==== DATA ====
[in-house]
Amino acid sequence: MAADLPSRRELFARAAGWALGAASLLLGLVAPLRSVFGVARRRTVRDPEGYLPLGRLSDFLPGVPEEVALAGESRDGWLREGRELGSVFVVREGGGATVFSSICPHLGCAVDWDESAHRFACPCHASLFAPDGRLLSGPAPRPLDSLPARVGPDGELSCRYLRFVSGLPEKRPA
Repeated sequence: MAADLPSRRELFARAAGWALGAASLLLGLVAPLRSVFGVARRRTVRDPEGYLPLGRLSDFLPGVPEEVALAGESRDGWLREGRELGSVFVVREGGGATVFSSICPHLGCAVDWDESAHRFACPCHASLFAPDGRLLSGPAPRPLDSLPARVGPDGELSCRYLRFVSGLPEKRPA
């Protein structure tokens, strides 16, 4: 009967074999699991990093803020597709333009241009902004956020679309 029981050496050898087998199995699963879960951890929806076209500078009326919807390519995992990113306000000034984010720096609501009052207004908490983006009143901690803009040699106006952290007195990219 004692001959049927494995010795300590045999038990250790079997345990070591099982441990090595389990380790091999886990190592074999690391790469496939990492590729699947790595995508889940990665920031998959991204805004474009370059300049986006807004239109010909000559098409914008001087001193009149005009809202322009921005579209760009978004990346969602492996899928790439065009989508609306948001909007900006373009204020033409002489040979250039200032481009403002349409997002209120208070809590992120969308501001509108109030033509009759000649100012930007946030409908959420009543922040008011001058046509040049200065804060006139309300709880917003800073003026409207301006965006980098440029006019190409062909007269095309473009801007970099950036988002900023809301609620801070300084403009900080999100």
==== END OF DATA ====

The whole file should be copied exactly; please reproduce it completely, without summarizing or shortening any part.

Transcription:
[in-house]
Amino acid sequence: MAADLPSRRELFARAAGWALGAASLLLGLVAPLRSVFGVARRRTVRDPEGYLPLGRLSDFLPGVPEEVALAGESRDGWLREGRELGSVFVVREGGGATVFSSICPHLGCAVDWDESAHRFACPCHASLFAPDGRLLSGPAPRPLDSLPARVGPDGELSCRYLRFVSGLPEKRPA
Repeated sequence: MAADLPSRRELFARAAGWALGAASLLLGLVAPLRSVFGVARRRTVRDPEGYLPLGRLSDFLPGVPEEVALAGESRDGWLREGRELGSVFVVREGGGATVFSSICPHLGCAVDWDESAHRFACPCHASLFAPDGRLLSGPAPRPLDSLPARVGPDGELSCRYLRFVSGLPEKRPA
């Protein structure tokens, strides 16, 4: 009967074999699991990093803020597709333009241009902004956020679309 029981050496050898087998199995699963879960951890929806076209500078009326919807390519995992990113306000000034984010720096609501009052207004908490983006009143901690803009040699106006952290007195990219 004692001959049927494995010795300590045999038990250790079997345990070591099982441990090595389990380790091999886990190592074999690391790469496939990492590729699947790595995508889940990665920031998959991204805004474009370059300049986006807004239109010909000559098409914008001087001193009149005009809202322009921005579209760009978004990346969602492996899928790439065009989508609306948001909007900006373009204020033409002489040979250039200032481009403002349409997002209120208070809590992120969308501001509108109030033509009759000649100012930007946030409908959420009543922040008011001058046509040049200065804060006139309300709880917003800073003026409207301006965006980098440029006019190409062909007269095309473009801007970099950036988002900023809301609620801070300084403009900080999100």